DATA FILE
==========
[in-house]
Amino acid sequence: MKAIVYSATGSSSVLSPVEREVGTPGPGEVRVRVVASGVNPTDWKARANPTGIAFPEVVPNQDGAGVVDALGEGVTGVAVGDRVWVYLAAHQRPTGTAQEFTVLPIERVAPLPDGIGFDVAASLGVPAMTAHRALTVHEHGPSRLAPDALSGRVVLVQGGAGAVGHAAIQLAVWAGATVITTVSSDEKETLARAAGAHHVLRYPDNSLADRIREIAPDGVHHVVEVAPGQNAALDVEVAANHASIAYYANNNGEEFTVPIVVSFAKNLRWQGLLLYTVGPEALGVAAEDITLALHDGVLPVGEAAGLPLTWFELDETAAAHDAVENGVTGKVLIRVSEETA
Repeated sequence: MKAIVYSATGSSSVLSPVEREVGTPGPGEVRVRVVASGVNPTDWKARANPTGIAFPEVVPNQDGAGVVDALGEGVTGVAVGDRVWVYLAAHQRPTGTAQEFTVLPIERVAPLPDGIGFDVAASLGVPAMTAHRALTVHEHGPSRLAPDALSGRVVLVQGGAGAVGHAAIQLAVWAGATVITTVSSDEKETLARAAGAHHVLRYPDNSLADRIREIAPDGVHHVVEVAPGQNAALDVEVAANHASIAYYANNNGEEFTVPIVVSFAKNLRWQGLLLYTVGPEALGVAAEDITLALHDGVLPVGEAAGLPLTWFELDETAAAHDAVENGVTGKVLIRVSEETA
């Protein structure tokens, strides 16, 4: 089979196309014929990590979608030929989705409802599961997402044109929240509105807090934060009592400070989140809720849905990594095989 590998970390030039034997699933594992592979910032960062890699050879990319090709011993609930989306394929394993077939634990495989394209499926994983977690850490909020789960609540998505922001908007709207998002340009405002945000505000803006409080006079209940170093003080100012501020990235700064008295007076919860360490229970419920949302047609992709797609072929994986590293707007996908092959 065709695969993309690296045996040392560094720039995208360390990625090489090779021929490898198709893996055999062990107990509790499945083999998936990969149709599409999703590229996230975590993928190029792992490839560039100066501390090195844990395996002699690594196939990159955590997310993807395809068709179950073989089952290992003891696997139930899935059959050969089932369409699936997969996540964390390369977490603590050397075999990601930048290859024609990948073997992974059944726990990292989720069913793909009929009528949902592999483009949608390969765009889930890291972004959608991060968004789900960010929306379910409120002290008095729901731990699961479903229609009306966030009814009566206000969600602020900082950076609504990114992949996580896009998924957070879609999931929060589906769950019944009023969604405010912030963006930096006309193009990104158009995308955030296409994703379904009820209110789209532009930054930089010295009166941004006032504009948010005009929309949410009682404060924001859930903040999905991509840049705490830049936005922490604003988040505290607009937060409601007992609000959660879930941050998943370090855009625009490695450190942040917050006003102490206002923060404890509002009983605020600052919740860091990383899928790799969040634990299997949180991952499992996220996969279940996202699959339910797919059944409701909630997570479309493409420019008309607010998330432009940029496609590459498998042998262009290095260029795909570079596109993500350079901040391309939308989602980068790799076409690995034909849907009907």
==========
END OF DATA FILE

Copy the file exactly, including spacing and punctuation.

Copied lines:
[in-house]
Amino acid sequence: MKAIVYSATGSSSVLSPVEREVGTPGPGEVRVRVVASGVNPTDWKARANPTGIAFPEVVPNQDGAGVVDALGEGVTGVAVGDRVWVYLAAHQRPTGTAQEFTVLPIERVAPLPDGIGFDVAASLGVPAMTAHRALTVHEHGPSRLAPDALSGRVVLVQGGAGAVGHAAIQLAVWAGATVITTVSSDEKETLARAAGAHHVLRYPDNSLADRIREIAPDGVHHVVEVAPGQNAALDVEVAANHASIAYYANNNGEEFTVPIVVSFAKNLRWQGLLLYTVGPEALGVAAEDITLALHDGVLPVGEAAGLPLTWFELDETAAAHDAVENGVTGKVLIRVSEETA
Repeated sequence: MKAIVYSATGSSSVLSPVEREVGTPGPGEVRVRVVASGVNPTDWKARANPTGIAFPEVVPNQDGAGVVDALGEGVTGVAVGDRVWVYLAAHQRPTGTAQEFTVLPIERVAPLPDGIGFDVAASLGVPAMTAHRALTVHEHGPSRLAPDALSGRVVLVQGGAGAVGHAAIQLAVWAGATVITTVSSDEKETLARAAGAHHVLRYPDNSLADRIREIAPDGVHHVVEVAPGQNAALDVEVAANHASIAYYANNNGEEFTVPIVVSFAKNLRWQGLLLYTVGPEALGVAAEDITLALHDGVLPVGEAAGLPLTWFELDETAAAHDAVENGVTGKVLIRVSEETA
């Protein structure tokens, strides 16, 4: 089979196309014929990590979608030929989705409802599961997402044109929240509105807090934060009592400070989140809720849905990594095989 590998970390030039034997699933594992592979910032960062890699050879990319090709011993609930989306394929394993077939634990495989394209499926994983977690850490909020789960609540998505922001908007709207998002340009405002945000505000803006409080006079209940170093003080100012501020990235700064008295007076919860360490229970419920949302047609992709797609072929994986590293707007996908092959 065709695969993309690296045996040392560094720039995208360390990625090489090779021929490898198709893996055999062990107990509790499945083999998936990969149709599409999703590229996230975590993928190029792992490839560039100066501390090195844990395996002699690594196939990159955590997310993807395809068709179950073989089952290992003891696997139930899935059959050969089932369409699936997969996540964390390369977490603590050397075999990601930048290859024609990948073997992974059944726990990292989720069913793909009929009528949902592999483009949608390969765009889930890291972004959608991060968004789900960010929306379910409120002290008095729901731990699961479903229609009306966030009814009566206000969600602020900082950076609504990114992949996580896009998924957070879609999931929060589906769950019944009023969604405010912030963006930096006309193009990104158009995308955030296409994703379904009820209110789209532009930054930089010295009166941004006032504009948010005009929309949410009682404060924001859930903040999905991509840049705490830049936005922490604003988040505290607009937060409601007992609000959660879930941050998943370090855009625009490695450190942040917050006003102490206002923060404890509002009983605020600052919740860091990383899928790799969040634990299997949180991952499992996220996969279940996202699959339910797919059944409701909630997570479309493409420019008309607010998330432009940029496609590459498998042998262009290095260029795909570079596109993500350079901040391309939308989602980068790799076409690995034909849907009907």